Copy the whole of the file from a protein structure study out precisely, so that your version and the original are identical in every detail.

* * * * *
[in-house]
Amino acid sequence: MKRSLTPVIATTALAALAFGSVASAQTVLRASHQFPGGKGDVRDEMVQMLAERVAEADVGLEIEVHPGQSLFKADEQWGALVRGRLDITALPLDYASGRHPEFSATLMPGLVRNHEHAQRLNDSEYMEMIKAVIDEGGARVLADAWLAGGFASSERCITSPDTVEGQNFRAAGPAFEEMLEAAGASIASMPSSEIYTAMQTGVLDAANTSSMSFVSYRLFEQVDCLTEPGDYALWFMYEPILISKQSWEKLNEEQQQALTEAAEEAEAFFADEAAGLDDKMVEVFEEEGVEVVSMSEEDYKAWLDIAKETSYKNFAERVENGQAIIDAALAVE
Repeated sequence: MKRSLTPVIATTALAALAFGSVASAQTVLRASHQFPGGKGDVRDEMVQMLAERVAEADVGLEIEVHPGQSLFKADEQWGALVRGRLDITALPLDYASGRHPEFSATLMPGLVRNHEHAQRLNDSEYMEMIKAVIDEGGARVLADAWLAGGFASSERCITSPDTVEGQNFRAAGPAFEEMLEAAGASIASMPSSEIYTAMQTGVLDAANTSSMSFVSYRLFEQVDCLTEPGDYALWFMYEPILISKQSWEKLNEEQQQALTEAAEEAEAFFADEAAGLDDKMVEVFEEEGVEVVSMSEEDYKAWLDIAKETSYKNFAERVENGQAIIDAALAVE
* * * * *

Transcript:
[in-house]
Amino acid sequence: MKRSLTPVIATTALAALAFGSVASAQTVLRASHQFPGGKGDVRDEMVQMLAERVAEADVGLEIEVHPGQSLFKADEQWGALVRGRLDITALPLDYASGRHPEFSATLMPGLVRNHEHAQRLNDSEYMEMIKAVIDEGGARVLADAWLAGGFASSERCITSPDTVEGQNFRAAGPAFEEMLEAAGASIASMPSSEIYTAMQTGVLDAANTSSMSFVSYRLFEQVDCLTEPGDYALWFMYEPILISKQSWEKLNEEQQQALTEAAEEAEAFFADEAAGLDDKMVEVFEEEGVEVVSMSEEDYKAWLDIAKETSYKNFAERVENGQAIIDAALAVE
Repeated sequence: MKRSLTPVIATTALAALAFGSVASAQTVLRASHQFPGGKGDVRDEMVQMLAERVAEADVGLEIEVHPGQSLFKADEQWGALVRGRLDITALPLDYASGRHPEFSATLMPGLVRNHEHAQRLNDSEYMEMIKAVIDEGGARVLADAWLAGGFASSERCITSPDTVEGQNFRAAGPAFEEMLEAAGASIASMPSSEIYTAMQTGVLDAANTSSMSFVSYRLFEQVDCLTEPGDYALWFMYEPILISKQSWEKLNEEQQQALTEAAEEAEAFFADEAAGLDDKMVEVFEEEGVEVVSMSEEDYKAWLDIAKETSYKNFAERVENGQAIIDAALAVE